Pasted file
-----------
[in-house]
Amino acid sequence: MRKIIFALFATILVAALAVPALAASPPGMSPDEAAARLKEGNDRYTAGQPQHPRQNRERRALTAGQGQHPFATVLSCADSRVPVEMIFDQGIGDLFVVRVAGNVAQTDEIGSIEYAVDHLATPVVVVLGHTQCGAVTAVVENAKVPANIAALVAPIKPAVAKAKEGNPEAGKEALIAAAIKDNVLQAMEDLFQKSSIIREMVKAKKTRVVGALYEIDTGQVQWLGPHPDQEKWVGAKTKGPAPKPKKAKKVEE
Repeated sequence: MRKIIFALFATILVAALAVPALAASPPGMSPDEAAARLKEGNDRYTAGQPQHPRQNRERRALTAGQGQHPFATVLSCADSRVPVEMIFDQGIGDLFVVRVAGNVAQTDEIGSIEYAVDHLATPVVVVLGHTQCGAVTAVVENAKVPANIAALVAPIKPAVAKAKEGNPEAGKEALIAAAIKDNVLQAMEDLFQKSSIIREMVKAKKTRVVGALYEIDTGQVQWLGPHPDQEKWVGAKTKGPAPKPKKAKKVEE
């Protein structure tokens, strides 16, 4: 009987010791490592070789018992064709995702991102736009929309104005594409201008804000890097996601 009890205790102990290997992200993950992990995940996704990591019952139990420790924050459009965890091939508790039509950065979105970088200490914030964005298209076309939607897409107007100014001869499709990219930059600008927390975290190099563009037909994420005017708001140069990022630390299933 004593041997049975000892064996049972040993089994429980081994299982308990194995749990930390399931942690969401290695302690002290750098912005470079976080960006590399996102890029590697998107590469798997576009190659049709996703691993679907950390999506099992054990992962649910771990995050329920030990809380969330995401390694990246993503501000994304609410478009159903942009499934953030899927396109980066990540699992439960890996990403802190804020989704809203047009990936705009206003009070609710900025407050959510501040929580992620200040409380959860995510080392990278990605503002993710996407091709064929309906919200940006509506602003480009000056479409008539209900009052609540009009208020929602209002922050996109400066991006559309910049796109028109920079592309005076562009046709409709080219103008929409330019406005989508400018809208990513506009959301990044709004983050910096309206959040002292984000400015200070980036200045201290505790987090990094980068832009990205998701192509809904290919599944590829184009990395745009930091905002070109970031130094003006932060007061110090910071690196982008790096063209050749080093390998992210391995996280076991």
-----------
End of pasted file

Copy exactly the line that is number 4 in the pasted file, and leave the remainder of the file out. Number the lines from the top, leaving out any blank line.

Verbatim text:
């Protein structure tokens, strides 16, 4: 009987010791490592070789018992064709995702991102736009929309104005594409201008804000890097996601 009890205790102990290997992200993950992990995940996704990591019952139990420790924050459009965890091939508790039509950065979105970088200490914030964005298209076309939607897409107007100014001869499709990219930059600008927390975290190099563009037909994420005017708001140069990022630390299933 004593041997049975000892064996049972040993089994429980081994299982308990194995749990930390399931942690969401290695302690002290750098912005470079976080960006590399996102890029590697998107590469798997576009190659049709996703691993679907950390999506099992054990992962649910771990995050329920030990809380969330995401390694990246993503501000994304609410478009159903942009499934953030899927396109980066990540699992439960890996990403802190804020989704809203047009990936705009206003009070609710900025407050959510501040929580992620200040409380959860995510080392990278990605503002993710996407091709064929309906919200940006509506602003480009000056479409008539209900009052609540009009208020929602209002922050996109400066991006559309910049796109028109920079592309005076562009046709409709080219103008929409330019406005989508400018809208990513506009959301990044709004983050910096309206959040002292984000400015200070980036200045201290505790987090990094980068832009990205998701192509809904290919599944590829184009990395745009930091905002070109970031130094003006932060007061110090910071690196982008790096063209050749080093390998992210391995996280076991």